Well, I'll be sleeping in a long sleeve t-shirt and pants tonight. I don't want to get tanning product all over the sheets. I will head back over to the event around 8 am tomorrow to get a touch up on the spray tan. Then the competitors' meeting is at 10, and pre-judging at 11. The evening show starts at 5 pm. Its a little after 8 pm now, and I'm going to bed. I've got a big day planned tomorrow.
Only three days out now. Things are different this time. I understand why Moses said "if you don't come with us then don't bring us up from this place" (see Exodus 33). All of this world's treasures, including the 1st place trophy, mean nothing if they can't be used to bring glory to God. God is my portion, my exceedingly great reward. Him only will I exalt. Lord be Thou exalted. Not just over the heavens and all the earth, but be thou exalted over all of me as well. Be Thou exalted now and forever more. Amen.
I don't cook. There is certainly nothing wrong with cooking, its just not something I ever wanted to do. Not only don't I cook, but to counting calories is about as thrilling to me as watching the grass grow. So it probably comes as no surprise that my diet was the ball and chain limiting my fitness gains for years.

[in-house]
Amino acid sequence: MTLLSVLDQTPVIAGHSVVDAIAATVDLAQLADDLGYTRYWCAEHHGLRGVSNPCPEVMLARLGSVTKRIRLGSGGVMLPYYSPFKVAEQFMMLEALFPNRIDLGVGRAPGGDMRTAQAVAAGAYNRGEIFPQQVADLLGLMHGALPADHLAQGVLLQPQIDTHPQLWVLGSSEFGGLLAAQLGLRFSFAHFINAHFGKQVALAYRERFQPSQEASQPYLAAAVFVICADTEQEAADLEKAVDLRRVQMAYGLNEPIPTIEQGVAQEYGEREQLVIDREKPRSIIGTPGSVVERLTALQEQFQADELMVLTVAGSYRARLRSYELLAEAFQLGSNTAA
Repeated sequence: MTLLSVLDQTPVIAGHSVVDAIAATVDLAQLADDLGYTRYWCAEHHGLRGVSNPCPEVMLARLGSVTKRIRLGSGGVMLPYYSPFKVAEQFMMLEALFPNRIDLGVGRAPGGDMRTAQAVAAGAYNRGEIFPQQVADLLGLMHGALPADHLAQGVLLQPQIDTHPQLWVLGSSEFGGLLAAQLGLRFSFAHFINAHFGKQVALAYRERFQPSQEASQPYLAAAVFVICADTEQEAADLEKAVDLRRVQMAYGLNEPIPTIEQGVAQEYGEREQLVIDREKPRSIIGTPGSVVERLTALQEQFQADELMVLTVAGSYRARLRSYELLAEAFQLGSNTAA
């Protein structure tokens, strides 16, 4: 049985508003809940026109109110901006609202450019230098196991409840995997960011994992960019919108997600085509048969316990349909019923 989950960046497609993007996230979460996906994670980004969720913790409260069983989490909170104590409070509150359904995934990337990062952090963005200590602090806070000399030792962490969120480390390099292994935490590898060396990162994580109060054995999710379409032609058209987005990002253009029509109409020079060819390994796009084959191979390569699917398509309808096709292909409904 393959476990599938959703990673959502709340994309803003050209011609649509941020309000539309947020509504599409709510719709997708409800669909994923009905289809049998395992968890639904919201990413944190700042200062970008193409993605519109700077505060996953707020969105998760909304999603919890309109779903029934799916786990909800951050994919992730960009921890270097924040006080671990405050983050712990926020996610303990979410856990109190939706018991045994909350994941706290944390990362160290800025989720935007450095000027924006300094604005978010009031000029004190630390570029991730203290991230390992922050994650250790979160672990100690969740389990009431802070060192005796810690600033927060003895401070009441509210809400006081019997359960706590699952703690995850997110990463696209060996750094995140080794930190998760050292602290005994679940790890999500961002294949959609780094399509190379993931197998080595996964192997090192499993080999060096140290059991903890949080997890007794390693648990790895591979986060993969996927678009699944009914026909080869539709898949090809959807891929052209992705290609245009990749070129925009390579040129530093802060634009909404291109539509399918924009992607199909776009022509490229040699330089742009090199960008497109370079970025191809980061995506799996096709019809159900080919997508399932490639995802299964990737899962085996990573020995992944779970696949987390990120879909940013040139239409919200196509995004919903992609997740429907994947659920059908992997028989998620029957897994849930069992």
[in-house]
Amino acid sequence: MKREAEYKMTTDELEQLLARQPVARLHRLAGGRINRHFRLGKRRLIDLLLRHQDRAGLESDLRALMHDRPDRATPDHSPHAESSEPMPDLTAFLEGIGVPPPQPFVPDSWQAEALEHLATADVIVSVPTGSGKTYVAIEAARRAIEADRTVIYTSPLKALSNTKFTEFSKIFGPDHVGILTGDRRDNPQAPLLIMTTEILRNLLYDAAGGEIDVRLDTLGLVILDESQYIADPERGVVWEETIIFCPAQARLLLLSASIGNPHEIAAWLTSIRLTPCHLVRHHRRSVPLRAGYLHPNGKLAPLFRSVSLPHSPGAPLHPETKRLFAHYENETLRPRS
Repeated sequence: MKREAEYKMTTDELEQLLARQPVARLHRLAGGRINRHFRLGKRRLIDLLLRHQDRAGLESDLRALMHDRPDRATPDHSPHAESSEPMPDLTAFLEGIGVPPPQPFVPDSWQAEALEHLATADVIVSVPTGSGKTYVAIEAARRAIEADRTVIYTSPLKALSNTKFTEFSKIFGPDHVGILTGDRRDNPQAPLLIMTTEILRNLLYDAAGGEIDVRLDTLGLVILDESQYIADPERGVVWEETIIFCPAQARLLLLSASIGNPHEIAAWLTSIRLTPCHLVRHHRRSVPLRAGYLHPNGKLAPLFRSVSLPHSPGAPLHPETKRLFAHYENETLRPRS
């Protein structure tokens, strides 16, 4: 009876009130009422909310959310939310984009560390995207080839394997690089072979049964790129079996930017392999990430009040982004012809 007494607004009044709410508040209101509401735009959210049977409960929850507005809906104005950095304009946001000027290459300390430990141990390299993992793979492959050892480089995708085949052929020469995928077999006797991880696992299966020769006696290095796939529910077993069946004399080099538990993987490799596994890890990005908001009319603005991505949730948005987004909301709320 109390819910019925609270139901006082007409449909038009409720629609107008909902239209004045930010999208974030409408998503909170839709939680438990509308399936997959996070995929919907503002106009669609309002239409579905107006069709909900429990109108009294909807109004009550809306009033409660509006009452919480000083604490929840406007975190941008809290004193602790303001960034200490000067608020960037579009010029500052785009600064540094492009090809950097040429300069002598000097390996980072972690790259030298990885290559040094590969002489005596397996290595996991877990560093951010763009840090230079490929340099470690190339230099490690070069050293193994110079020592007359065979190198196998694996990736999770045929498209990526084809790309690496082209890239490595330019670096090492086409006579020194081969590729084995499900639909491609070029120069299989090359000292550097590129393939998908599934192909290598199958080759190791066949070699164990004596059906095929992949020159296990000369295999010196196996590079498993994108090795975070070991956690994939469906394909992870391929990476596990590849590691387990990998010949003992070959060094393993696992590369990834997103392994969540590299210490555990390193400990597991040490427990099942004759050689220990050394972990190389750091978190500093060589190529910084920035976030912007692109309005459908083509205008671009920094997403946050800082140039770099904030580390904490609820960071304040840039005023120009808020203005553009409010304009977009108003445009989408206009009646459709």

Lots of trial and error. What they say about once you've found all the ways that don't work you will only be left with what does work, is right. For me what has worked is intermittent fasting (IF). It was a last resort because I was afraid that I would lose muscle mass. I'm older and natural, so I don't want to lose even an once of muscle. The first technique I tried was protein IF. The basic concept here is that every couple of hours while fasting you take protein shake of about 25 gm. The theory being that the frequent protein will prevent muscle loss. What I found out after a couple of months is that it also prevented fat loss and was causing a small fortune in protein powder. This forced me to go to the more traditional IF.